It wouldn’t be quite entertaining though as structured data markup is 100% technical, and thankfully the good folks at Google have already gathered everything for us that’s important to know in this field. Check the structured data part in Google Search Central for more information on this.
Meta Robots Settings
This means basically 2 things for effective WordPress SEO without plugin.
- Generating a robots.txt file.
- Add robots meta tags to the source code
The first one is not difficult at all, as you are good to go with a simple txt file uploaded to the root directory on your server. And robots.txt files don’t change that often, so I would say you do this when you launch your website and you can forget about it in most cases.
For the second one our old friend, the custom field comes in handy. It’s basically the same solution that I recommended for the meta description. The only thing you need to pay attention to is that if you have more than one robots meta tags on a page, than you should group these together and write it out as one single line. This is an example for a meta robots tag:
<meta name="robots" content="noindex, nofollow">
You can either read the content part as one custom field, i.e. written in the same form. Or you can use different custom fields for different robots directives (e.g. index, follow etc.) and then create one line of HTML code from all of these.
Sometimes you can hear that you don’t actually need an XML sitemap for good rankings. This can be true, as having an XML sitemap is not a ranking factor by itself. But it is so much easier to tell Google what content you have on your website or to notify it whenever a new post goes live if you do have a dynamic XML sitemap functionality.
For this, you should query your WordPress database for all of your contents, and then create a sitemap using Google’s recommendations. Don’t forget to add the sitemap to Google Search Console though!
Breadcrumbs With Structured Data Markup
I would say this is the one functionality that, if missing from your website, you can still get quite good SEO results. But it can definitely help for your SERP appearance, hence click through rates and also user experience. And all of these can be quite beneficial for your SEO results.
In order to implement breadcrumbs correctly, you need to take care of two things at the same time:
- Display the breadcrumbs on your website, preferably below the title of each page.
- Do this accordingly to the breadcrumbs structured data markup.
Keywords And WordPress SEO Without Plugin
People inexperienced in SEO often think that the option of entering your target keyword in an SEO plugin is somewhat related to your future rankings. Or even that this is a signal in itself to Google (or other search engines), telling them which keywords you want to rank for.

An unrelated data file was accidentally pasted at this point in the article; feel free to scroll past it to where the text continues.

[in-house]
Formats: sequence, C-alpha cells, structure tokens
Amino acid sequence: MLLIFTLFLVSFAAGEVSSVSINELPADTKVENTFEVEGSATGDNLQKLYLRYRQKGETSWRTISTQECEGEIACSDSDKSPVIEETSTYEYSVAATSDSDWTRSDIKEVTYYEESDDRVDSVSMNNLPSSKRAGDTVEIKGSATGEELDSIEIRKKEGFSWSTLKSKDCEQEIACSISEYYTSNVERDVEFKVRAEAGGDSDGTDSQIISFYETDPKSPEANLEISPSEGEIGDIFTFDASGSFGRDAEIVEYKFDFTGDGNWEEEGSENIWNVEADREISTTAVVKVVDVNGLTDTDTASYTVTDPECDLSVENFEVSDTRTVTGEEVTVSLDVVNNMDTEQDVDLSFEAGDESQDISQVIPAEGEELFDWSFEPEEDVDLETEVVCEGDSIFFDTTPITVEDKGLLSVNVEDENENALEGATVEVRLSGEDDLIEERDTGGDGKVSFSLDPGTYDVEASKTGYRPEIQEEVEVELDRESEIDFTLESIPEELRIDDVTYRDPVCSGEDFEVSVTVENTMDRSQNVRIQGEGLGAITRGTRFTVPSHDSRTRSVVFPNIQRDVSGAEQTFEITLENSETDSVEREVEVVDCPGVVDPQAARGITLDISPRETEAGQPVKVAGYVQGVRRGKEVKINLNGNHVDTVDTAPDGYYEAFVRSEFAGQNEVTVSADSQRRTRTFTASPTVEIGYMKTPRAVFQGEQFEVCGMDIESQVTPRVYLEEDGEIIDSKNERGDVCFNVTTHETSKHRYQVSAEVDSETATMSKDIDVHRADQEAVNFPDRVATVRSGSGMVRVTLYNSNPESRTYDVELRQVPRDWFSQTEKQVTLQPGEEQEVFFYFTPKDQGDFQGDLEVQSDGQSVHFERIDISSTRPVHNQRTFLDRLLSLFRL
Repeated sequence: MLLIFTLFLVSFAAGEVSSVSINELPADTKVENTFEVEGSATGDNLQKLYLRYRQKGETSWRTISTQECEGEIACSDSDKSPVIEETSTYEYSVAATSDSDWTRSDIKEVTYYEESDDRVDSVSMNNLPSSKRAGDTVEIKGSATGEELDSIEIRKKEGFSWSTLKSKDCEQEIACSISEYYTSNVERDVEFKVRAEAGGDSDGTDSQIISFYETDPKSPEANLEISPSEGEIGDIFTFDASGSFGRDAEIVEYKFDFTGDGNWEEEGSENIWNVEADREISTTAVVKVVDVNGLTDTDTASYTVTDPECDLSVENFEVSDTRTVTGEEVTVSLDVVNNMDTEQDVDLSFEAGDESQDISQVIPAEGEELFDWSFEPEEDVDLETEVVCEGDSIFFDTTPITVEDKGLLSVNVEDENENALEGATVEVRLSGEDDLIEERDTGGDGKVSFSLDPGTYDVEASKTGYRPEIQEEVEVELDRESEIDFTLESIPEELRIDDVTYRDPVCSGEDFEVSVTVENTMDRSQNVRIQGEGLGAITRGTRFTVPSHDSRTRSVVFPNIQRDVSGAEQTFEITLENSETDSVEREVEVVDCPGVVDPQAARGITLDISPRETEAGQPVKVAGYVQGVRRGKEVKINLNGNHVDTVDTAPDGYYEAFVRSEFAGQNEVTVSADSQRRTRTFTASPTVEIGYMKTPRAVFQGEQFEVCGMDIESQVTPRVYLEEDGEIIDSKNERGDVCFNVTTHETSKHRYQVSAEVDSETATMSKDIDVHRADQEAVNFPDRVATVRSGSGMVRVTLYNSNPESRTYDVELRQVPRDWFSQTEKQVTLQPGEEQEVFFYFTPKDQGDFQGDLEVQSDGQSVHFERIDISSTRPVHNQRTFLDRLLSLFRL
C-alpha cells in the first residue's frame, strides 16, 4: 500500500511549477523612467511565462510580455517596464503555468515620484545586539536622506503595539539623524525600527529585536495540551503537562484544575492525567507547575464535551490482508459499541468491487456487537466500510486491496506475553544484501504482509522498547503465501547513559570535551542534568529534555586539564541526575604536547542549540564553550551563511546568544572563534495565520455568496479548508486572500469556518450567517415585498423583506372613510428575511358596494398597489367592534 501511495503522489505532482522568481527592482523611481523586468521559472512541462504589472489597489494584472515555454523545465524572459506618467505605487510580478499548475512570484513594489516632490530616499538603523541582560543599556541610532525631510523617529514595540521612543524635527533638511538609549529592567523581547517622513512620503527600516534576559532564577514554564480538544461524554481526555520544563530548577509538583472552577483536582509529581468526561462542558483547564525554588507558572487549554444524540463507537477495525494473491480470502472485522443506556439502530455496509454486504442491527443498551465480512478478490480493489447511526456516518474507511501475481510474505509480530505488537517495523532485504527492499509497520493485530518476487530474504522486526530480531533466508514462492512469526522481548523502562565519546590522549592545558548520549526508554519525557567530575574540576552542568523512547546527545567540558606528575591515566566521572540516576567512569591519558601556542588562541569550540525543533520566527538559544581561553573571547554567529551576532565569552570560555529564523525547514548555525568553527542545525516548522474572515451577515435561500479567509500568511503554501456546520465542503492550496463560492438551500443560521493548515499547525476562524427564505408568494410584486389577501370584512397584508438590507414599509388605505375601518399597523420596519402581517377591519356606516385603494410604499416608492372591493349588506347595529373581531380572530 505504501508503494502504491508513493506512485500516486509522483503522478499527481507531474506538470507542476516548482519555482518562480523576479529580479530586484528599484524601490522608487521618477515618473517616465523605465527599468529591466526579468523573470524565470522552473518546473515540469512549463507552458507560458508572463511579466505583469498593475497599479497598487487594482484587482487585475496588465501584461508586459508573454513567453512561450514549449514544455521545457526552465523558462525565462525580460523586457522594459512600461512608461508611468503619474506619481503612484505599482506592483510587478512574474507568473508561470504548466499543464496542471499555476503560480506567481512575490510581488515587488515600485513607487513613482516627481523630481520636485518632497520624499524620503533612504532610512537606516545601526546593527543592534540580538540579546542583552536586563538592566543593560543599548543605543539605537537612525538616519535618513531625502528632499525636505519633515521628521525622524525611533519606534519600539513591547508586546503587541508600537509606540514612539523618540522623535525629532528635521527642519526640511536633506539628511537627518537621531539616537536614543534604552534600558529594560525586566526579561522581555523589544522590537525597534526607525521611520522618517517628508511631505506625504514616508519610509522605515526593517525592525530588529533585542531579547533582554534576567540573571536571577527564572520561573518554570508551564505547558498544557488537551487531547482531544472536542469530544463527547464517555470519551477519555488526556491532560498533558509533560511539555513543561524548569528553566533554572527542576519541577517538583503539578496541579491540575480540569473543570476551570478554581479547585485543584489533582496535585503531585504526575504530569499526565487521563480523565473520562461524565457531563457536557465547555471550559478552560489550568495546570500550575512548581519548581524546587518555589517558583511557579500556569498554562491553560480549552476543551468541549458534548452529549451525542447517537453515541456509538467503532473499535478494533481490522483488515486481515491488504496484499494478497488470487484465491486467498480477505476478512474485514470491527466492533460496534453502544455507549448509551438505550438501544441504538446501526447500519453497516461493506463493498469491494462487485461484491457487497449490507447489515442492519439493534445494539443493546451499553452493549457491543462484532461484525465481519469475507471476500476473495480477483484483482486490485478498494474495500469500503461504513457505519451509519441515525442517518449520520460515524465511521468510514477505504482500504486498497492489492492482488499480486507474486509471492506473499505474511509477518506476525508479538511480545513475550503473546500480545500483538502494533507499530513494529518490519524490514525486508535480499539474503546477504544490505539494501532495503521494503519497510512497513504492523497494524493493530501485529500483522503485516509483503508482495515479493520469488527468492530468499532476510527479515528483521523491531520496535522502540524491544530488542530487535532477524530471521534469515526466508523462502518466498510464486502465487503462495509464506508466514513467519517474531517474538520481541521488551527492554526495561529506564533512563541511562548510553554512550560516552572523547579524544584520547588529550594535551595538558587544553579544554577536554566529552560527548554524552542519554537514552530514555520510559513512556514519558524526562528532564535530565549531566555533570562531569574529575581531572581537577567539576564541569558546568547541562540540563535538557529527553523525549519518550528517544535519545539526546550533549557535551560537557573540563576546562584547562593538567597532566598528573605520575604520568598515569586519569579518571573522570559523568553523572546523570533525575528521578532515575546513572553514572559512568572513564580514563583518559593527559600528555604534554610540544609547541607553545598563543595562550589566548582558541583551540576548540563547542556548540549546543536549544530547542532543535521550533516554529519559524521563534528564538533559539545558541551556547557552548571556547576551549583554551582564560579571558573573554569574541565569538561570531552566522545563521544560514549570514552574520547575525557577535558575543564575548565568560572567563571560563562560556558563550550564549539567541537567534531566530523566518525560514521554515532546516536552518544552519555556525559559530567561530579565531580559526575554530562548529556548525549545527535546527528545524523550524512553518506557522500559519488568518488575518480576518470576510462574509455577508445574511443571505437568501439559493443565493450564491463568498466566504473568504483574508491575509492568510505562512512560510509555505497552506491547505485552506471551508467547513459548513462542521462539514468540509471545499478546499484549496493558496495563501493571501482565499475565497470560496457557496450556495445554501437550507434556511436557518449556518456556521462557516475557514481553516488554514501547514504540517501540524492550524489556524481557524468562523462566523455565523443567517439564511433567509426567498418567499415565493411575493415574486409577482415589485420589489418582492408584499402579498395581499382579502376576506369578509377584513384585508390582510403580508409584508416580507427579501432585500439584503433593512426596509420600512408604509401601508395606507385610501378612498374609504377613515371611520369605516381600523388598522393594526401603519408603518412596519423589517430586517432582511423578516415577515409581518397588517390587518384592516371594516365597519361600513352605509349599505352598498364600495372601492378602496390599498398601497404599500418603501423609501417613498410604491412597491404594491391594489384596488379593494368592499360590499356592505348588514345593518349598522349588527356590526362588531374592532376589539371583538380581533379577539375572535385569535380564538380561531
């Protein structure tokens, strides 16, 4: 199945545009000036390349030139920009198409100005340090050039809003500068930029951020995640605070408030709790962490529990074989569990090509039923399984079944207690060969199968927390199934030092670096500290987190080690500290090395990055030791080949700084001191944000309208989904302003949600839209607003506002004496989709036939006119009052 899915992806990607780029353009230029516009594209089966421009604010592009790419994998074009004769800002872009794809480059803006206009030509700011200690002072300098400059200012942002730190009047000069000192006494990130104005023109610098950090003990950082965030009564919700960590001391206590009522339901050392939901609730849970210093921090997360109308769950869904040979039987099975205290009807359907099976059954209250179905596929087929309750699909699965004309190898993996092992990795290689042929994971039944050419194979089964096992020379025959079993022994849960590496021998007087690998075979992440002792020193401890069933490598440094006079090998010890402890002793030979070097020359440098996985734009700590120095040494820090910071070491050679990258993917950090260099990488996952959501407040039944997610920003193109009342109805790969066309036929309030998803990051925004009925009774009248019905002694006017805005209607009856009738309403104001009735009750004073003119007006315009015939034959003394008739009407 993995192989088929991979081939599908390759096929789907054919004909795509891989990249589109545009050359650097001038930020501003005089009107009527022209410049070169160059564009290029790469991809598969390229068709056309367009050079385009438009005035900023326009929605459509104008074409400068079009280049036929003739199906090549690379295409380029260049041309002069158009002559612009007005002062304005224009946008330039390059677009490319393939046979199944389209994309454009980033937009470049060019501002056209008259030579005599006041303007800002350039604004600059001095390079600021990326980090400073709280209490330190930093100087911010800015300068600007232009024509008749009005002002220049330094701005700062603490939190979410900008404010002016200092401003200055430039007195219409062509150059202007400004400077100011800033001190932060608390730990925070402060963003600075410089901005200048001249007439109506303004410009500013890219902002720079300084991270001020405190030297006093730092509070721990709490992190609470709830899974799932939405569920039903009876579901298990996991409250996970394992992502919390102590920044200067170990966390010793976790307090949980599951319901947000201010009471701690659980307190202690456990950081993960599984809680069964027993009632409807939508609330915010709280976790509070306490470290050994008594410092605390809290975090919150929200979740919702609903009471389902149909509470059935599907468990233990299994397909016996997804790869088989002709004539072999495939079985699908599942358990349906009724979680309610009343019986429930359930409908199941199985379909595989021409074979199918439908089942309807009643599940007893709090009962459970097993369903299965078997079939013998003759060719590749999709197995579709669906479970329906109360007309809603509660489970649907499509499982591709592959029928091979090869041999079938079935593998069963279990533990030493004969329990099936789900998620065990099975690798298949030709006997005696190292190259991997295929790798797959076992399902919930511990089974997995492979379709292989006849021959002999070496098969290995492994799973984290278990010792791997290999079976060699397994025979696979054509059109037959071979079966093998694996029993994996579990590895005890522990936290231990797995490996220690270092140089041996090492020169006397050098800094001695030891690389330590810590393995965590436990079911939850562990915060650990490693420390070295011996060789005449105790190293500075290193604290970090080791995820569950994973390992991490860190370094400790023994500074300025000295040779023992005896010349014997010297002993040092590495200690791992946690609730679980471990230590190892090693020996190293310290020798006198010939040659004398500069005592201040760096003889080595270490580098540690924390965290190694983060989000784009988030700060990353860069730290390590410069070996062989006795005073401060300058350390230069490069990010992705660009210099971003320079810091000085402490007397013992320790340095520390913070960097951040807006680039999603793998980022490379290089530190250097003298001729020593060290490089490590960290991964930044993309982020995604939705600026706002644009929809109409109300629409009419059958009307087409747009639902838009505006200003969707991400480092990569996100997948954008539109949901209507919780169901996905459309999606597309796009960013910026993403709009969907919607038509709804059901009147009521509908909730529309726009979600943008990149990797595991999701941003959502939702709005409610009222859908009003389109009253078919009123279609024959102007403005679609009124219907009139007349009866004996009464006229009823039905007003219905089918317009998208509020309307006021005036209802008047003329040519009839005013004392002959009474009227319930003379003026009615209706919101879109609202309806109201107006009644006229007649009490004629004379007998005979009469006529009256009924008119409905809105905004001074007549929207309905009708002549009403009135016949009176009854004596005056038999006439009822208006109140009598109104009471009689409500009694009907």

This is not true at all. Search engines don’t care about your target keywords, they will decide independently which keywords they want your content to rank for. The only reason you can enter a target keyword in most WordPress SEO plugins is because of their analyzer functionality. This way these plugins can give you an assessment of the content with some suggestions.
This is useful for you, the user, but it has nothing to do with Google. It is a simple recommendation of what would be ideal on a page. These suggestions can be good, or they can be useless. I have content ranking on position #1 that my WordPress SEO plugin considers red flagged and suggests me to change almost everything in it. Also you can have millions of green lights in your SEO plugin and still not ranking.
But SEO suggestions in these plugins can be useful sometimes, I admit. Especially for beginners in SEO. If you want that functionality in a WordPress website without a plugin, I would say you would need to work quite a lot. Having such an analyzer function is definitely a huge piece of code and requires a lot of experience not only in coding but in SEO as well.
On-Site SEO Is Also About Content
Please note that everything we have talked about in this article falls into the category of on-site SEO. That is, tweaks and changes that you do on your website in order to rank.
And even if there are a lot of technical aspects to on-site SEO, at the end of the day it all comes down to your content. You can have the best settings, whether with or without a plugin, but if your content is not good, you are not going to have great rankings.
On the other hand, even if your technical SEO settings are poor, or at least not optimal, but your content is great, search engines will reward you with some good rankings. What counts as good content is another story though, a good idea for a new article.